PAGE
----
Good morning, and happy Hump Day! I hope your day is off to a great start.

A couple of days ago, oil was trading at -$37.63 per barrel. Read that again. Did you see the minus sign? That means below zero. If you were somehow able to get your arms around a barrel of oil at the right moment this past Monday, somebody would have paid you nearly $40 to take it. I’m not even sure how that works, but I’d like to give it a try.

In eighth-grade we were learning about the stock market. The teacher gave us all $50 to invest (fake money, naturally) so we could do a six-week test of our investment savvy. Most of the class invested in several different things – you know, in case one failed. And most of them lost. Apparently, an affinity for candy necklaces doesn’t always translate into stock gains.

But that was back in 1971 and Walt Disney World had just opened. At the time, their stock was just under $1 per share, so my buddy and I put our money together and bought 100 shares. By the end of the six weeks, the stock was up 40% and we won the challenge. And the teacher still hasn’t paid up.

Earlier this year, Disney stock was trading at a little over $140. So, an investment in 1971 would be worth at least 140 times its initial value today. In 1986, Microsoft stock was selling for just over 10 cents per share, and last year it topped out at $190. Imagine waking up today and finding 1000 shares of Microsoft under your pillow. Where’s that tooth fairy?

Yes, hindsight is 20/20. Had we known way back then what a $100 investment might been worth, I’m sure most of us would have taken the plunge. On the other hand, I’d have probably invested it all in 8-track players. That was a hot commodity back then. So were slide rules. You know, until Texas Instruments came along.

Right now, I’d bet a lot of us are wishing we’d made some different decisions a few years, or even a few months ago. Those decisions may have been health-related, financial, career-oriented, or even just how much time we spent with family. And like it or not, the piper always gets paid.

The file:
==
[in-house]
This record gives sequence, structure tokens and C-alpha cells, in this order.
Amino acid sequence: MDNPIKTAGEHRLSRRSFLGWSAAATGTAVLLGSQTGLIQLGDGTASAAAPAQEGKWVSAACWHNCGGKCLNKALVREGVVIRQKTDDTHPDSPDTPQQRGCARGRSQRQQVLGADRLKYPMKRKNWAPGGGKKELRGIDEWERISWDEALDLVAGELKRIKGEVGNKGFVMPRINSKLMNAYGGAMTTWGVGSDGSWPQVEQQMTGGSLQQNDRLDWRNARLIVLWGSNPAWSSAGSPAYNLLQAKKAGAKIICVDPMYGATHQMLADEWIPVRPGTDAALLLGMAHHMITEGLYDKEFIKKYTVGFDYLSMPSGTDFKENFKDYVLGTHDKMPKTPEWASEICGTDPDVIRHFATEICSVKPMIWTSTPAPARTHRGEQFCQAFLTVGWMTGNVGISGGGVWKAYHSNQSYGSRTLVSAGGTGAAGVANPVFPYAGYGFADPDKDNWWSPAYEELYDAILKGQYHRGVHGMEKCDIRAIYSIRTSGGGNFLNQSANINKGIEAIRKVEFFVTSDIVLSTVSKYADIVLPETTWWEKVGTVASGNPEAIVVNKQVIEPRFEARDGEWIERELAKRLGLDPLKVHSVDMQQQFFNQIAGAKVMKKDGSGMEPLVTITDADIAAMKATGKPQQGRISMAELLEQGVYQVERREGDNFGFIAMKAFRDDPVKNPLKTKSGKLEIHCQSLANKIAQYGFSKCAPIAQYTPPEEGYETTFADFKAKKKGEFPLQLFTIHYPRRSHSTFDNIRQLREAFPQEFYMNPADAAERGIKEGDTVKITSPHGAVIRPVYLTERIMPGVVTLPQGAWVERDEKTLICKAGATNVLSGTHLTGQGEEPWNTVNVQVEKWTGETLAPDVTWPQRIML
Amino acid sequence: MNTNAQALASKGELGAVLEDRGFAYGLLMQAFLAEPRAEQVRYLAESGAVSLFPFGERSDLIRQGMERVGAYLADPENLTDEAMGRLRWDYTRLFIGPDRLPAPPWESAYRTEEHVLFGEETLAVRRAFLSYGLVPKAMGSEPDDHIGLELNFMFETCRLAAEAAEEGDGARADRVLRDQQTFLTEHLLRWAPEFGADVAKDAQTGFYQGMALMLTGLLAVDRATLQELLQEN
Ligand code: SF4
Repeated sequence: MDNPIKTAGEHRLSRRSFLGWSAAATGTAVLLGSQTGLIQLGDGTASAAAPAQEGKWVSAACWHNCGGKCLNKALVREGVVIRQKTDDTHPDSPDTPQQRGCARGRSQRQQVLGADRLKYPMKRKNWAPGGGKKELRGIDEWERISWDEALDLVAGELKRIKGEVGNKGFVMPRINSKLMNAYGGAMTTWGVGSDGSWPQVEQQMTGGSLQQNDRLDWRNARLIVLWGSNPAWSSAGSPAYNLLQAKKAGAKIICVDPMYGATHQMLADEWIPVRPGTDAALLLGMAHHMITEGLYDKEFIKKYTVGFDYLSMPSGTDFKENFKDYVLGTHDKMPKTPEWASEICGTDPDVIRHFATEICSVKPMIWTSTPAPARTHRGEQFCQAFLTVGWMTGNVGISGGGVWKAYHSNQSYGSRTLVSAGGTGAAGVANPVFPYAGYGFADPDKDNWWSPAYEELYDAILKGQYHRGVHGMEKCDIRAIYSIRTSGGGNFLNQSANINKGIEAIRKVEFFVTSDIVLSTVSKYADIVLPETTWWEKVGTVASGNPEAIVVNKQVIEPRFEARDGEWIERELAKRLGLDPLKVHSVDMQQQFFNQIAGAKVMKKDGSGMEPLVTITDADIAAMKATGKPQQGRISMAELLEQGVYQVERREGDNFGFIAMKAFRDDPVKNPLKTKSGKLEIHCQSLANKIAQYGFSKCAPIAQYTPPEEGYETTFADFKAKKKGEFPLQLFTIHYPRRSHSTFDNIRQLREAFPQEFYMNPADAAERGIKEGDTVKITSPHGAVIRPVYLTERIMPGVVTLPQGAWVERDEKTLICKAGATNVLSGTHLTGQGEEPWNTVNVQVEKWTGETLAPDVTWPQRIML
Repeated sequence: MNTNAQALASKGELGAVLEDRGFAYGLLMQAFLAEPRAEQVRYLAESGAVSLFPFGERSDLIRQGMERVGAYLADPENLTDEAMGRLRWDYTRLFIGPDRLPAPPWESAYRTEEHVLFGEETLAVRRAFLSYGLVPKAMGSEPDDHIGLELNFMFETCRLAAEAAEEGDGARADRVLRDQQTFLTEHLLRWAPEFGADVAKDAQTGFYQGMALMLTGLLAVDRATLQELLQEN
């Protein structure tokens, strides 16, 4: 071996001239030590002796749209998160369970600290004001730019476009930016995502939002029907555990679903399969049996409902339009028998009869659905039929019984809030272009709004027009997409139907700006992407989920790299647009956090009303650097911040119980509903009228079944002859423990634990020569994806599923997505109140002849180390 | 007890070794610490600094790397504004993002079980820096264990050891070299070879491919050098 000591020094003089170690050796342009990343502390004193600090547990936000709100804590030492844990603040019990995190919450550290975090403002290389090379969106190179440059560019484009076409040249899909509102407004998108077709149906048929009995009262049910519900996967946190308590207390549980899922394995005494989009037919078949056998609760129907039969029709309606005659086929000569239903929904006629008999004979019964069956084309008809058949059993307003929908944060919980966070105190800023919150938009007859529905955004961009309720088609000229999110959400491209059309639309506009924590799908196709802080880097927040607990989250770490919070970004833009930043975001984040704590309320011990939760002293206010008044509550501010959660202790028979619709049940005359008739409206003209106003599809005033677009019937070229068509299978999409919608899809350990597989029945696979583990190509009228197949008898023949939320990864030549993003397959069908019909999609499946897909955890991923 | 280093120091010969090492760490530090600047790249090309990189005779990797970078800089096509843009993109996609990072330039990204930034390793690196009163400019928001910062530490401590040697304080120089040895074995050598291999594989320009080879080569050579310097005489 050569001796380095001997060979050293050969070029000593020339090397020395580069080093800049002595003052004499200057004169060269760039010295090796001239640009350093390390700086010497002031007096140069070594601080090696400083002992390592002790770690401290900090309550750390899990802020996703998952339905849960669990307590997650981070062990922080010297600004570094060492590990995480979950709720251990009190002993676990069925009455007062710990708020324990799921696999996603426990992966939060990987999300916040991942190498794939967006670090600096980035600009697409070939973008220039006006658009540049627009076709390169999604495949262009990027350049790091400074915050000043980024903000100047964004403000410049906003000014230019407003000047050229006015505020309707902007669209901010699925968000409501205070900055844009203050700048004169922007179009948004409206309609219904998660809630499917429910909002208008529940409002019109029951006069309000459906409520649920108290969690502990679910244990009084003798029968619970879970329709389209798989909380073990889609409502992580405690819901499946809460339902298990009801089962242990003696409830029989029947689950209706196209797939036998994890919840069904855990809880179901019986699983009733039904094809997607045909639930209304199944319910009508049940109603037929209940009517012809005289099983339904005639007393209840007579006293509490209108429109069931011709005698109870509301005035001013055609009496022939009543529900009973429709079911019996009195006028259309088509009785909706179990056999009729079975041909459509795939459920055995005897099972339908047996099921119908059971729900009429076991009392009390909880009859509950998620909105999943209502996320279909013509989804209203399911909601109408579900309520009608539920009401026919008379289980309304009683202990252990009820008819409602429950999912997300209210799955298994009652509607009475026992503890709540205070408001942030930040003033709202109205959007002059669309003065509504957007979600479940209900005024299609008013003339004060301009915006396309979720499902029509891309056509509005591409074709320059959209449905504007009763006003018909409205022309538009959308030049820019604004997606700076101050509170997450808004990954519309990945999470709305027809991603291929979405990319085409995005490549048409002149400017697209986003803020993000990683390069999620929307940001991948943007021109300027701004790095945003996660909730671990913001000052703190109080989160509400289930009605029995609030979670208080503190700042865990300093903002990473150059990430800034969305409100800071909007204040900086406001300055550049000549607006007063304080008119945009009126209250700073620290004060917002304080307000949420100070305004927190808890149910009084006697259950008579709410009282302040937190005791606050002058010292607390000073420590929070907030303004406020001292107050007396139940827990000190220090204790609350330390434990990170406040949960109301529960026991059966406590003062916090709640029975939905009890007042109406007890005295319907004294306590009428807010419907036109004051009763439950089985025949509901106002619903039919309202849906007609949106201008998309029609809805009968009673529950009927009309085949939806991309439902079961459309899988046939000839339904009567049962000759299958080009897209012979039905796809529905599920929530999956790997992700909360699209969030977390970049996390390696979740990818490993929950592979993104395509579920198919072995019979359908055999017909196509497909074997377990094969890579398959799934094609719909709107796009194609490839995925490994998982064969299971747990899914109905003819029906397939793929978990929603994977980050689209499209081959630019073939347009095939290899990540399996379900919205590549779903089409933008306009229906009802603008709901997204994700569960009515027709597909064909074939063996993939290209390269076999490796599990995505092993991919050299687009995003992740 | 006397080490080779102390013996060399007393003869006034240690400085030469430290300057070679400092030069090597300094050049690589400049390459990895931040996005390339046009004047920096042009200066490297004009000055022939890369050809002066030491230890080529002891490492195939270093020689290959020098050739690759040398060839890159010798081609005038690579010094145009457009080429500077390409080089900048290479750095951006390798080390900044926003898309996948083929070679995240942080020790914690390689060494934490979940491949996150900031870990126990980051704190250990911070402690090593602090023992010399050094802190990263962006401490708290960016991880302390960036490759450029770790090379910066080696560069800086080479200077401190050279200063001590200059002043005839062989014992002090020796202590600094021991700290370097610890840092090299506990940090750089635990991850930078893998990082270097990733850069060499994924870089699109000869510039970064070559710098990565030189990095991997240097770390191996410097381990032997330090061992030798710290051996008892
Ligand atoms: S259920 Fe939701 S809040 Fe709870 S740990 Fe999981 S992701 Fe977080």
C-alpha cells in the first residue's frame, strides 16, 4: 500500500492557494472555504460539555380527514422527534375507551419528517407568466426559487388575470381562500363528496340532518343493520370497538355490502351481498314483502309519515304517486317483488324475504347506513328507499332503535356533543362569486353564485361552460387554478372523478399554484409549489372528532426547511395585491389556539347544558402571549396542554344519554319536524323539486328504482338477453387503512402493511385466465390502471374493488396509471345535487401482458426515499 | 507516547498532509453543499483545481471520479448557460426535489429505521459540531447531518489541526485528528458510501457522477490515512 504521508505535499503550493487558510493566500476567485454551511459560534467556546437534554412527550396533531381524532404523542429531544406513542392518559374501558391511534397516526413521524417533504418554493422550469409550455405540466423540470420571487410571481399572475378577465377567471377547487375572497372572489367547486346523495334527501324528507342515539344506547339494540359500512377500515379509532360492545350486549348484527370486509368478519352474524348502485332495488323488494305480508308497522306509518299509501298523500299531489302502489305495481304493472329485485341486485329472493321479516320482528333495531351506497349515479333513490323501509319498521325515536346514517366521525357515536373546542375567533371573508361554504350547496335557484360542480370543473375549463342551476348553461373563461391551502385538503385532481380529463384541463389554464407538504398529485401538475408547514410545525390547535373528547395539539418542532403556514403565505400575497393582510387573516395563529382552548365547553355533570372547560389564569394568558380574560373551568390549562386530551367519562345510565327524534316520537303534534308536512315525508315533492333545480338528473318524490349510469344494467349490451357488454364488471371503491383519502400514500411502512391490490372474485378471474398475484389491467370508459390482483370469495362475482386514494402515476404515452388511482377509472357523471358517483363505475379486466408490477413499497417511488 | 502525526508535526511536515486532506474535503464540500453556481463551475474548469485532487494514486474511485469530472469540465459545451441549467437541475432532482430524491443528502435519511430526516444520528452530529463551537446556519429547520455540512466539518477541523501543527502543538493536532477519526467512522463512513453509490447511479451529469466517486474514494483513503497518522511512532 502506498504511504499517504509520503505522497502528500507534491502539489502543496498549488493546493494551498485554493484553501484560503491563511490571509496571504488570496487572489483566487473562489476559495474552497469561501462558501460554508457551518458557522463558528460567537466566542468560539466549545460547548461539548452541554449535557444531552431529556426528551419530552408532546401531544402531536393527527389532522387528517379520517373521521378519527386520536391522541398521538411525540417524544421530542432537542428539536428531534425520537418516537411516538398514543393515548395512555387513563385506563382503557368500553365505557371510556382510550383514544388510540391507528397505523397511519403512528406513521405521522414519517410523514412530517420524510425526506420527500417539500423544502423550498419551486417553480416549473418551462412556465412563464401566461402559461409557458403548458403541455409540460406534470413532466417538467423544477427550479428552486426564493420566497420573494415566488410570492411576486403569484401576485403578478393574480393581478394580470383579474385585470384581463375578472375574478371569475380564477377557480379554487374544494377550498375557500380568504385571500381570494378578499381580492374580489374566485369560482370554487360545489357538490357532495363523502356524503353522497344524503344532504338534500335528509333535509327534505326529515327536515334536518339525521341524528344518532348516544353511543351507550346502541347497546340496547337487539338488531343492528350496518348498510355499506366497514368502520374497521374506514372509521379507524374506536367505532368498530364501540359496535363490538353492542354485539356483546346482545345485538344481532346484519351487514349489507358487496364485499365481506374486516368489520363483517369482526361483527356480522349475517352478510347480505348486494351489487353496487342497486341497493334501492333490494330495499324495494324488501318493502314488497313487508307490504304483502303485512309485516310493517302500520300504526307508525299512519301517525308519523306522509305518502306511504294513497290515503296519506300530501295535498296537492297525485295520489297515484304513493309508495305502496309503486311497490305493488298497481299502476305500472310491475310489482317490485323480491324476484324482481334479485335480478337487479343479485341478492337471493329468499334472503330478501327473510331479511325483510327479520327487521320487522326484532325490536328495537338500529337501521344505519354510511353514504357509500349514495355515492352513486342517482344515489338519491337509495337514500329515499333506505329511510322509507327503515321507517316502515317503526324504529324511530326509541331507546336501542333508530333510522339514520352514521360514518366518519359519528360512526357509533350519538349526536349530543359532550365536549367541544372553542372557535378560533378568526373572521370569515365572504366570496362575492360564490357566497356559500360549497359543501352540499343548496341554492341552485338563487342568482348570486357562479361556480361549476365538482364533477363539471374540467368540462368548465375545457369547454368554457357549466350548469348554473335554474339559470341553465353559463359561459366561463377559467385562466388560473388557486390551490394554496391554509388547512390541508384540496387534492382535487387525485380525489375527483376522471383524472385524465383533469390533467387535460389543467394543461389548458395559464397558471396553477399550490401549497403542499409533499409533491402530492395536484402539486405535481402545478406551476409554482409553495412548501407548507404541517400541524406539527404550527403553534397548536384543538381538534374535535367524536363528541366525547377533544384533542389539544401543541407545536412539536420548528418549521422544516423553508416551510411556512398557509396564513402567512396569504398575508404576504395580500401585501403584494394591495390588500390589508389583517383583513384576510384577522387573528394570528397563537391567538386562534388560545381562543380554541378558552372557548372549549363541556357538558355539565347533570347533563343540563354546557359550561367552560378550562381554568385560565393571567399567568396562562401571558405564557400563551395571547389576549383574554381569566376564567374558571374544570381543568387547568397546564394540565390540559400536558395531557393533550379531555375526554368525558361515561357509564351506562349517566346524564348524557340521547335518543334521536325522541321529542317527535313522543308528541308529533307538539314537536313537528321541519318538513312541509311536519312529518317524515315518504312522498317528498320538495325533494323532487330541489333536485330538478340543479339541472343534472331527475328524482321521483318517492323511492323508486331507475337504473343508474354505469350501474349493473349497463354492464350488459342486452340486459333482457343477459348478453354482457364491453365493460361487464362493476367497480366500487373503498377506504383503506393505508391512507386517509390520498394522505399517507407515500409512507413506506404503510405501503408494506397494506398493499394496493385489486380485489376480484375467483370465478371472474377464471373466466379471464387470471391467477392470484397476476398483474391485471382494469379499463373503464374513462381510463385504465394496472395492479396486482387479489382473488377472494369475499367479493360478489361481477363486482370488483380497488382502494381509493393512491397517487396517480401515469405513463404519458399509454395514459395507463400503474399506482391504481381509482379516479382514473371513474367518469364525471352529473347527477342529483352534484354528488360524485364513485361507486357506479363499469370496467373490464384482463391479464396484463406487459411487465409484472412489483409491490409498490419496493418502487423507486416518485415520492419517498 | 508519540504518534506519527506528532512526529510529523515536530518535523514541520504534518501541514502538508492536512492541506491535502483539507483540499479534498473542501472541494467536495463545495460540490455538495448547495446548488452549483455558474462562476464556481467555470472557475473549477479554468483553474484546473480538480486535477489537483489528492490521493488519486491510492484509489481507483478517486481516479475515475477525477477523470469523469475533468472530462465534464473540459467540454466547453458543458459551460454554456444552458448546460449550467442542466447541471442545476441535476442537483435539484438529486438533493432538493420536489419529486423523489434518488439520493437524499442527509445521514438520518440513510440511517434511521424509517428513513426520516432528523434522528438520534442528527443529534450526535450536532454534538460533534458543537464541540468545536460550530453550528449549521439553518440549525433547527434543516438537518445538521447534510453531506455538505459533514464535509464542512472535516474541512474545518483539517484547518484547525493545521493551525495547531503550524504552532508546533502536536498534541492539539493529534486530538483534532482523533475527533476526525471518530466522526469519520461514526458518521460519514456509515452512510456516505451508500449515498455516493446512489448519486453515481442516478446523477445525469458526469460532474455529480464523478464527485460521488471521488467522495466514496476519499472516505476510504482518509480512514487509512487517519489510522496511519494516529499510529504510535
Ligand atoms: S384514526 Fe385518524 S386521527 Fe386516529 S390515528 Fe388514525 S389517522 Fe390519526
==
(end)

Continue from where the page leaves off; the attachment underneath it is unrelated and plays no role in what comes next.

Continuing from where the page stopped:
I don’t think any of us are naïve enough to believe life will somehow go back to the way it was. Those days are gone. All around us, the world is changing. Retail stores are no longer spending their money on cash registers. They’re spending it on robots. The drive-thru at our local pharmacy just put in a new carrier system that’s twice as fast as the old one. It’s about time.

Things we never thought we’d see have come to pass. I remember a time when people said, “If gas ever hits a dollar a gallon, I’ll walk!” Those same people said we’d never see personal computers in every home, nobody wants to carry around a phone all day, and we’ll never let somebody else pick out our meat and produce for us. Famous last words.

We like to think the secret to capitalizing on a trend is to get in on the action before everybody else does. I’d love to own a souvenir shop on the beach. But apparently a few other people had the same idea. You know, like eighty years ago. That’s not to say a new store couldn’t survive. We went to Gatlinburg a few years ago, and there’s a pancake house on every corner. Literally.

Which only means that what was a good idea 50 years ago may still be a good idea today. All too often, we look right past the obvious solutions because they’ve been around so long. Sooner or later, they’ll have to collapse. Right? Well, those pancake houses probably aren’t doing so well today. But home-based businesses are stronger than ever. We’re home anyway.

It’s easy to pass on opportunities that are outside the mainstream. It’s even easier when we know somebody who already tried and failed, or our neighbor’s cousin had a friend whose brother couldn’t make it work. Well, guess what? Businesses fail. It happens every day. And every day, new businesses in those same industries succeed.

So, here’s the real question. Are you where you want to be today? Can you survive another six months in your current situation? What if it happens again this winter? If the decisions you’ve made haven’t put you where you want to be, maybe it’s time for a change.

The opportunities are there. And right now, most of us have time to do something about it. I’d be happy to share some ideas if you’re up to it. There are dozens of things you could be doing. Some may work, and others may not. But just sitting there isn’t really an option. A year from now, you’ll be looking back on the decisions you made today. Make them count!